This new series comes to us from Christian Fox, Head Coach and Programmer at CrossFit South Brooklyn in Brooklyn, NY. Christian has been a CrossFit trainer for 10+ years and has pioneered the Fit 55+ program at CFSBK, a class geared specifically towards “Master’s” age athletes. In this series Christian shares what he’s learned from both his personal experience as a CrossFitter who has “matured” with the sport, and as someone with extensive training knowledge regarding older athletes.
As an “older” CrossFit athlete, I’ve learned a few things along the way. When I say older, I mean both in terms of how many years I’ve been around the sun (that’d be 45 times now), and also how long I’ve been doing CrossFit. CrossFit showed up on my radar during it’s first wave, the Stone Age if you will, in the summer of 2007. I found it stumbling across the internet on an unscrupulous website that rhymes pretty well with “best roster bone Haitian”, while working in the fitness industry as a personal trainer at a globo gym and also overseeing interns in the Exercise Science program at the college where I’d graduated from. I was stoked to be working in an industry that made me (and the people I worked with) happy, and was consuming information like Joey Chestnut at a Nathan’s in efforts to better myself better personally and professionally.
Anyway, you might say I had developed a pretty well rounded level of fitness and knowledge of how to attain it by that point in my life, at least that’s what I thought. My clients were happy, I did okay for my size on the “Big 3”, aka Squat, bench, and Deadlift, could run half marathons, take a yoga class, and do basic gymnastics movements without embarrassing myself, and I looked like I worked out (which was really the point of all of my efforts). I cherry picked from the Main Site to begin and my first WOD was “Fran”, and boy she humbled me… like 8+ minutes with the barbell taken from a squat rack and what the hell is this kipping pull-up sort of humbled.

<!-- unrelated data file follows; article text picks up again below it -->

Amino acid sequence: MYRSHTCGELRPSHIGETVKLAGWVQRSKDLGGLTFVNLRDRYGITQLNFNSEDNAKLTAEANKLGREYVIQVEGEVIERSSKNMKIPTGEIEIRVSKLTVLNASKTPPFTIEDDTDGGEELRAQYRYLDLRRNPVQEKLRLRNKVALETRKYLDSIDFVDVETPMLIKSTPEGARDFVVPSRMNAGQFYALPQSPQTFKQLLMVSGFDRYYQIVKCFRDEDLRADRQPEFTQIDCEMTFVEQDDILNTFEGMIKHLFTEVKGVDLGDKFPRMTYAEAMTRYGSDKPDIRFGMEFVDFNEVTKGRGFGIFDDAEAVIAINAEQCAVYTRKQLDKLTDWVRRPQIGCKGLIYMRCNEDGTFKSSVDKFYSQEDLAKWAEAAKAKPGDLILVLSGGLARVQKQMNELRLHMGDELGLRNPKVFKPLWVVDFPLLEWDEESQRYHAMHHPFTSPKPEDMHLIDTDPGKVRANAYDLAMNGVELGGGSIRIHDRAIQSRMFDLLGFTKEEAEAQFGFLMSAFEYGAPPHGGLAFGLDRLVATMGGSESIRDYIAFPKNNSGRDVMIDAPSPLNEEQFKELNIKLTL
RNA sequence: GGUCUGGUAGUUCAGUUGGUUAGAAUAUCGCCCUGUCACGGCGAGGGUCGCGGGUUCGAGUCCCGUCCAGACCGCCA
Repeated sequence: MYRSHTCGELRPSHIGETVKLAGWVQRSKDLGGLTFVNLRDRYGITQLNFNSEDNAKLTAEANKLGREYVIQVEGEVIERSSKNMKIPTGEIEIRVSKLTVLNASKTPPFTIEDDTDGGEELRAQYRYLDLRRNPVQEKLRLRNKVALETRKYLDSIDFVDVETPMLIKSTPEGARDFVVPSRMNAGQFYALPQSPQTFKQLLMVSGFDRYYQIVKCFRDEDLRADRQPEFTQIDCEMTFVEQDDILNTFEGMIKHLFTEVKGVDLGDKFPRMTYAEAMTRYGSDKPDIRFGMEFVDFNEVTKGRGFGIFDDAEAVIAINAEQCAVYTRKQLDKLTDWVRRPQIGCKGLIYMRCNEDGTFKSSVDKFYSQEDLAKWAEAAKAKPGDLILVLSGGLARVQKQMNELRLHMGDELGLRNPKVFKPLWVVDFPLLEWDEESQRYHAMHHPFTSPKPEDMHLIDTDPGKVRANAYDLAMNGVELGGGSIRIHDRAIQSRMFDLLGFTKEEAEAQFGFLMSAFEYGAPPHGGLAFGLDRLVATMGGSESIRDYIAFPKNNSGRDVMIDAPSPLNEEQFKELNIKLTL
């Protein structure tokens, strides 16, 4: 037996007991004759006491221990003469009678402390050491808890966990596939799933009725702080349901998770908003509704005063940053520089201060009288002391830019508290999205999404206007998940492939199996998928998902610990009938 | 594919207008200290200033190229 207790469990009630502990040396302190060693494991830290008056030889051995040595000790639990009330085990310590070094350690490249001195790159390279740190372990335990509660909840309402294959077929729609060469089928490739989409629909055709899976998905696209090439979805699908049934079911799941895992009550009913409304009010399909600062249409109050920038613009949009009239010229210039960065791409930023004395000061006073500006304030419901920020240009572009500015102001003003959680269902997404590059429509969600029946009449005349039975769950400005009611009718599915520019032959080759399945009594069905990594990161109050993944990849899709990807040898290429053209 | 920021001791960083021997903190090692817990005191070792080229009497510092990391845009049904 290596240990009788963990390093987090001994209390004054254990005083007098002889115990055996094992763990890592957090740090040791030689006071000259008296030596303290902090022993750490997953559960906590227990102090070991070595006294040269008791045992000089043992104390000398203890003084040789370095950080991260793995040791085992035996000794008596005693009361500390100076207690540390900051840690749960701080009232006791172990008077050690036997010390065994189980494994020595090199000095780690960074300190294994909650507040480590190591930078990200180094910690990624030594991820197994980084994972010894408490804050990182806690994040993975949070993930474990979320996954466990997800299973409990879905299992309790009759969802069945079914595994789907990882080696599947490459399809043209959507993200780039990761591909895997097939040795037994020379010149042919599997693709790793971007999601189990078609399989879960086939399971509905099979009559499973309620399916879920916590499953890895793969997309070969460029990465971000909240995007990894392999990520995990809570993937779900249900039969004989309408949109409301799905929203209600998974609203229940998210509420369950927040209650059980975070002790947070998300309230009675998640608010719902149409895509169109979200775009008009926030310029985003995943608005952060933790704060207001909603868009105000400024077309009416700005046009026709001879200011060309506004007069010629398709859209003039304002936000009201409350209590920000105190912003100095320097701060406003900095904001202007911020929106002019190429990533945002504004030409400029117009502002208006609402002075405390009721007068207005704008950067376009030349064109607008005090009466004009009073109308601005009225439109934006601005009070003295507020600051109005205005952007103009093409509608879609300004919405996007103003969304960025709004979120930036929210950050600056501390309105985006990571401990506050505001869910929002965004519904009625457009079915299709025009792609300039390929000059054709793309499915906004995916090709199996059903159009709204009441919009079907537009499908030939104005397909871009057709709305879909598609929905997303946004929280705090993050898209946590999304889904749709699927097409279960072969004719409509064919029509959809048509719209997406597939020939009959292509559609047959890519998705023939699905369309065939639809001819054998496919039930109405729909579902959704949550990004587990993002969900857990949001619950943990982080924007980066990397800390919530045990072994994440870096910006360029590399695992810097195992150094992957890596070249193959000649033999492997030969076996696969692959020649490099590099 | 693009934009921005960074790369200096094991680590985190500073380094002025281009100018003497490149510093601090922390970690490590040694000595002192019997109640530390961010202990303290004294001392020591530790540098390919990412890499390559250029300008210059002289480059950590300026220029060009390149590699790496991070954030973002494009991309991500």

My second choice, “Helen”, done with dumbbell swings in between sprints to and from the treadmill and the pull-up station, confirmed the holes on my fitness were real. Then I tried “Nancy”…and f*ck Nancy, I could barely overhead squat the empty bar. All of this is to say I was decently fit and still needed to be humble in the process of trying to become fitter because CrossFit demands much more of you.
Why does any of this matter to you? Well if you’re reading this you probably fall into one of two categories. A) You were fit and athletic for a period (usually High School and/or College) at some point in your life, found CrossFit and are now doing it to revive and relive that fitness, or B) You’re someone who hasn’t stuck with (or even tried) exercise programs for long enough to see results and develop fitness, found your local CrossFit community and actually like going to the gym now. The initial path often looks like this:
- Girl/Boy searches for gym.
- Girl/Boy finds CrossFit gym!
- Girl/Boy drinks the Kool-Aid, comes to the gym with consistency for the first time in a long time, possibly ever, and gets results.